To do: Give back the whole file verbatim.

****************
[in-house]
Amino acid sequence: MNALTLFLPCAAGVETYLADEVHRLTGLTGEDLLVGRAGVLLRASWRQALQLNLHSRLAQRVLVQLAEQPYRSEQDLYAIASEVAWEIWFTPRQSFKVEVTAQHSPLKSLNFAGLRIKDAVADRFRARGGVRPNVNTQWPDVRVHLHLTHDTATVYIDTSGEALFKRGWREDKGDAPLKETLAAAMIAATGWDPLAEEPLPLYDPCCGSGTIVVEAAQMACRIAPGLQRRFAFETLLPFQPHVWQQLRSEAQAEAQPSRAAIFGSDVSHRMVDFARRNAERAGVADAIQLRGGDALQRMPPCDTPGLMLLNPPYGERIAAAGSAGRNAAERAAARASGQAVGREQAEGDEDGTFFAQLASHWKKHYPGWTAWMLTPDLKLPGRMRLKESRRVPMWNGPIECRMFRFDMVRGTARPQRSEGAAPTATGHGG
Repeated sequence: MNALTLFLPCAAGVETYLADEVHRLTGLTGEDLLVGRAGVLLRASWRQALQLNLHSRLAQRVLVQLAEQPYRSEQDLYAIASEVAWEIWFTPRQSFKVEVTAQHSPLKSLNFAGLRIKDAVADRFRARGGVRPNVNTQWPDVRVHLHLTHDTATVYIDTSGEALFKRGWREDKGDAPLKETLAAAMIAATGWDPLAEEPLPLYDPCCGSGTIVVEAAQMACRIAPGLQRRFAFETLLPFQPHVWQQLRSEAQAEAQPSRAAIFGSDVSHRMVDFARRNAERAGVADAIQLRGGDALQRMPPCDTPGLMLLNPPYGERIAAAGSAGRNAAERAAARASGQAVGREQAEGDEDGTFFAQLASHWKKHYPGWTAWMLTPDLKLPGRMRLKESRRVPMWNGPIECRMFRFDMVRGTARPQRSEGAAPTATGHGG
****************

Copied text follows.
[in-house]
Amino acid sequence: MNALTLFLPCAAGVETYLADEVHRLTGLTGEDLLVGRAGVLLRASWRQALQLNLHSRLAQRVLVQLAEQPYRSEQDLYAIASEVAWEIWFTPRQSFKVEVTAQHSPLKSLNFAGLRIKDAVADRFRARGGVRPNVNTQWPDVRVHLHLTHDTATVYIDTSGEALFKRGWREDKGDAPLKETLAAAMIAATGWDPLAEEPLPLYDPCCGSGTIVVEAAQMACRIAPGLQRRFAFETLLPFQPHVWQQLRSEAQAEAQPSRAAIFGSDVSHRMVDFARRNAERAGVADAIQLRGGDALQRMPPCDTPGLMLLNPPYGERIAAAGSAGRNAAERAAARASGQAVGREQAEGDEDGTFFAQLASHWKKHYPGWTAWMLTPDLKLPGRMRLKESRRVPMWNGPIECRMFRFDMVRGTARPQRSEGAAPTATGHGG
Repeated sequence: MNALTLFLPCAAGVETYLADEVHRLTGLTGEDLLVGRAGVLLRASWRQALQLNLHSRLAQRVLVQLAEQPYRSEQDLYAIASEVAWEIWFTPRQSFKVEVTAQHSPLKSLNFAGLRIKDAVADRFRARGGVRPNVNTQWPDVRVHLHLTHDTATVYIDTSGEALFKRGWREDKGDAPLKETLAAAMIAATGWDPLAEEPLPLYDPCCGSGTIVVEAAQMACRIAPGLQRRFAFETLLPFQPHVWQQLRSEAQAEAQPSRAAIFGSDVSHRMVDFARRNAERAGVADAIQLRGGDALQRMPPCDTPGLMLLNPPYGERIAAAGSAGRNAAERAAARASGQAVGREQAEGDEDGTFFAQLASHWKKHYPGWTAWMLTPDLKLPGRMRLKESRRVPMWNGPIECRMFRFDMVRGTARPQRSEGAAPTATGHGG